BackWeb lets sites deliver custom info

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BackWeb lets sites deliver custom info

Backweb Technologies, a year-old software company, today launches new Internet technology, and already touts clients including General Motors Corp., Infoseek Corp., Ziff Davis Publishing and The Wall Street Journal.

The BackWeb client-server system from the San Jose, Calif., upstart allows its clients to build online broadcast channels to deliver customized information requested by their customers.

With technology similar to off-line delivery service the PointCast Network, the requested data is downloaded during a user's idle Net connection time. Once the data has been fully transmitted, the user is notified with an on-screen icon and the data will be delivered in any of a number of formats, including video, animation and screensavers.

"We believe a product like this is going to have mass media penetration," said Eli Barkat, CEO and president of BackWeb Technologies. "It might be as big as the Web."

BackWeb charges a minimum of $10,500 for an annual base license fee. The company then charges a scaleable monthly fee based on the number of BackWeb presentations a channel offers. So fees for high-volume users could easily surpass $100,000 annually.


GM launches its channel today in connection with its sponsorship of Ken Burns' latest epic, "The West," an 8-part PBS series that started Sunday night. GM's channel will be accessible via "The West" area of GM's site. Cybersurfers can sign up for a free subscription to GM's channel, said Larry Lozon, senior VP-director of GM's new Cyberworks unit, Warren, Mich. Subscribers must fill out a short personal profile on their screens, which will then serve to enhance GM's database.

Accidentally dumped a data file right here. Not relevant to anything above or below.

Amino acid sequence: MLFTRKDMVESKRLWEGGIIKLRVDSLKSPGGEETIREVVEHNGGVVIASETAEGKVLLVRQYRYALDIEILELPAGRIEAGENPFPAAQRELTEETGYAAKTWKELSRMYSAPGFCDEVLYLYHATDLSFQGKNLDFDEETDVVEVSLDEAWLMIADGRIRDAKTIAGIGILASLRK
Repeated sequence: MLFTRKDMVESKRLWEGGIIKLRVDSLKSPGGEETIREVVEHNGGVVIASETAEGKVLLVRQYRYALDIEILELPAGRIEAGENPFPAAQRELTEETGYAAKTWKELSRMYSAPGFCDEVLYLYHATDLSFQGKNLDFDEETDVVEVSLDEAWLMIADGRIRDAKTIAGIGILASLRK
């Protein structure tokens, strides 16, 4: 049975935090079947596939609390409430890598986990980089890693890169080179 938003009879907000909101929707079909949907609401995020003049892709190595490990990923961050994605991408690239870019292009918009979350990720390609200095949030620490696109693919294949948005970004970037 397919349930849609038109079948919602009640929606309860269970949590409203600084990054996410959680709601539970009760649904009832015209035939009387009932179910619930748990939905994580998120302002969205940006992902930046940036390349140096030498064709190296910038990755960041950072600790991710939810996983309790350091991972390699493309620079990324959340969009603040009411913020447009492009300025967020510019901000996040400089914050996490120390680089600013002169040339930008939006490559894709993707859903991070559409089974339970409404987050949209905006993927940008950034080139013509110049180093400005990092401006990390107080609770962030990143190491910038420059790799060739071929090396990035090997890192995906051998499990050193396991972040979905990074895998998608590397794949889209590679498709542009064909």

While its first use of BackWeb will be to send supplementary information from "The West" like maps and transcripts from the documentary, GM plans to do more one-to-one marketing related directly to its automobiles.

"A customer can ask us to tell them when a particular automobile is launched. [Once it's launched], the automobile can zip by on their screen" alerting them that their desired information has arrived, Mr. Lozon said.


GM learned of BackWeb via San Francisco-based CKS Interactive, which is among a handful of agencies and developers selling the technology for BackWeb and helping to train clients.

The Wall Street Journal is still building its channel, which should be active in a few weeks, Mr. Barkat said.

BackWeb Technologies was founded by Israel's BRM Technolgies, the same Jerusalem company that spunoff CheckPoint Software Technologies Ltd. Softbank Holdings also holds a minority interest in BackWeb.

Copyright September 1996 Crain Communications Inc.

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